Further out on the horizon are powerboats, leisure cruisers and a growing forest of mainsails as visitors and locals weave…
Being thrown off your land at gunpoint with no compensation could thwart the spirit of even the most stalwart. For Bruce and Louise Stobart – both third generation Zimbabweans – indeed it was heartbreak. As a newly married couple they had bought 2,000 acres of completely undeveloped land in 1993 about an hour’s drive out of Harare and within ten years had turned it into a highly successful farm supporting 60 families.
Yet not surprisingly, they took the words of Nietzsche to heart “that which does not kill me makes me stronger” and reinvented themselves. “We had to,” says Louise with her easy forthright realism. And with that as motivation they took out the checklist for ‘where to next’. Location was important. Hawke’s Bay got the tick. They knew no one apart from Rob and KK Marff y and Tim and Jules Nowell-Usticke (part of the well-known Zimbabwean community which has made such a difference to the Bay). Certainly no close family. But after arriving with their three children in 2003 and a couple of false starts they opened Birdwoods Gallery in 2005. Louise had the vision of representing Zimbabwean craft. The gallery was the result. “Fortunately because we did have a lot of staff in Zimbabwe”, which she acknowledges as simply being the typical way of life, “I did know how to delegate. Well, it was imperative if you were to run a successful operation in Zimbabwe. And we had the energy. Of course had we known just how hard it would be and the cost involved in actually getting through the bureaucracy we may not have been quite so naive and strong willed.”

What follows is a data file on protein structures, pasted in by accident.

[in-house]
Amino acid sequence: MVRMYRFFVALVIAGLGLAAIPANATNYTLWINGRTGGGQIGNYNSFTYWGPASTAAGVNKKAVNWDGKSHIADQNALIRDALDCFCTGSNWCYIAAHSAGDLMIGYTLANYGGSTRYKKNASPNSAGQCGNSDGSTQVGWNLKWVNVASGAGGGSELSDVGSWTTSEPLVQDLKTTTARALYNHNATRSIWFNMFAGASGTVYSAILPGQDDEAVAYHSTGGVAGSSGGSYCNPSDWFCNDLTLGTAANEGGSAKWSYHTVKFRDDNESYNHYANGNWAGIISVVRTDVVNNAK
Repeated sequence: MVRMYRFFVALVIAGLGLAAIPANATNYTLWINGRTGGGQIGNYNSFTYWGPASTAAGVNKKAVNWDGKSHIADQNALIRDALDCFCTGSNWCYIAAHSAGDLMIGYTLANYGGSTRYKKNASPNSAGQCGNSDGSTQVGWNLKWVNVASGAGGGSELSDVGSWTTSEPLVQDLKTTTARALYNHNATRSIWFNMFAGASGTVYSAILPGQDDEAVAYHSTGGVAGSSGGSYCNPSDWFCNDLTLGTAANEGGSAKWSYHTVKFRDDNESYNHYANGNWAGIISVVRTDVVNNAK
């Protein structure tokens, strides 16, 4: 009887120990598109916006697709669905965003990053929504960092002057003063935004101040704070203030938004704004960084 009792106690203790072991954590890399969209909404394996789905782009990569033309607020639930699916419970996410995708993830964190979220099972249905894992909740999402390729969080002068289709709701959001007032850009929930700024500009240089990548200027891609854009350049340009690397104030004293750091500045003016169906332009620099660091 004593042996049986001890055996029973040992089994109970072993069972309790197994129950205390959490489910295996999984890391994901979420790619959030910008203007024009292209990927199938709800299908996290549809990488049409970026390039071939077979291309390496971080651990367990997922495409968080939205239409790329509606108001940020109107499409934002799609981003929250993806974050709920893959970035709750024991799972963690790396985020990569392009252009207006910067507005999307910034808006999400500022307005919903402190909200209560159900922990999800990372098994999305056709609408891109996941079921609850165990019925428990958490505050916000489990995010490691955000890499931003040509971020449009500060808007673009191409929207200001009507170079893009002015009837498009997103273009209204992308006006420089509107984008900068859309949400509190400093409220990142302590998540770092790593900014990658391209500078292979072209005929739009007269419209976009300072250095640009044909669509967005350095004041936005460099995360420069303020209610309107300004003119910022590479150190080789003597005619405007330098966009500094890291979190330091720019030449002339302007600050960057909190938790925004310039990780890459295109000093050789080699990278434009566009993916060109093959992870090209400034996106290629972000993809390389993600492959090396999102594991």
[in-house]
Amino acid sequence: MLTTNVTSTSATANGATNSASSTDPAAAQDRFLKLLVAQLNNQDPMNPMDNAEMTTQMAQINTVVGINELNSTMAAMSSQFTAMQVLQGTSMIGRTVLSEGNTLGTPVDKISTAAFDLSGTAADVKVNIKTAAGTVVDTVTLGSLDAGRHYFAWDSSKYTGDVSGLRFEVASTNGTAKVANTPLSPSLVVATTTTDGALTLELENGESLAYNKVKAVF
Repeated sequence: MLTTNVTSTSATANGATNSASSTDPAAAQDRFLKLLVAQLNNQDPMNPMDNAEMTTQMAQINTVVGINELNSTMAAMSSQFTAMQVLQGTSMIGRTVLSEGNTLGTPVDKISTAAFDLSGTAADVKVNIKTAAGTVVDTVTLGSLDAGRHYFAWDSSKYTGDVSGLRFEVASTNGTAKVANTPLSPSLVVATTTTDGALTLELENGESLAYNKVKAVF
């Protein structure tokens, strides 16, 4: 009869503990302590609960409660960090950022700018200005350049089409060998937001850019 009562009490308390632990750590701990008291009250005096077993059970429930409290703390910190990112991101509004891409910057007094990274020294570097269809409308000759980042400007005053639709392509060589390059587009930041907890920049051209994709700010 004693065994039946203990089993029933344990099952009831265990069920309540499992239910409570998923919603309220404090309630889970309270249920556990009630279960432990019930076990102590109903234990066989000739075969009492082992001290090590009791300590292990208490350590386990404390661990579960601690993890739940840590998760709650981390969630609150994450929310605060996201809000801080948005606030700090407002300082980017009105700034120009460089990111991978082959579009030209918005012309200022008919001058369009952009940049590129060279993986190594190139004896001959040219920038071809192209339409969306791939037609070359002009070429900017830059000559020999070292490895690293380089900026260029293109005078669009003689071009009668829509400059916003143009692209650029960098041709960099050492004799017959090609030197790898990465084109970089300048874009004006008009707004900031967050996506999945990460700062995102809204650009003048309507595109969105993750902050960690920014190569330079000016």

She also had the experience of already having tapped her entrepreneurial and creative talents with a companion enterprise to their farm in Zimbabwe – Birdwoods Metal Sculpture: in which her designs were realised in unique metal sculptures using recycled 40-gallon drums. An additional 30 families, part of the farm village where primary healthcare and community facilities were provided by the Stobarts, were employed as a result.
Obviously art is a part of the Stobart mind-set, so it was the metal sculpture which formed the initial imprint for their creation of Birdwoods, with their sculpture garden and walk. But also included was the stone sculpture that is such a strong part of the Zimbabwean heritage. And it was well received.
They quickly realised that tapping into the richest resource that is a distinctive part of Zimbabwe was a unique facet of the sculpture walk and garden format. Stone sculpture owes its origins to the Great Dyke – a 310 mile ridge of 2.5-billion-year-old hills laced with chrome, platinum, gold, copper, emeralds and other precious metals. And the longest linear mass of volcanic rock in the world.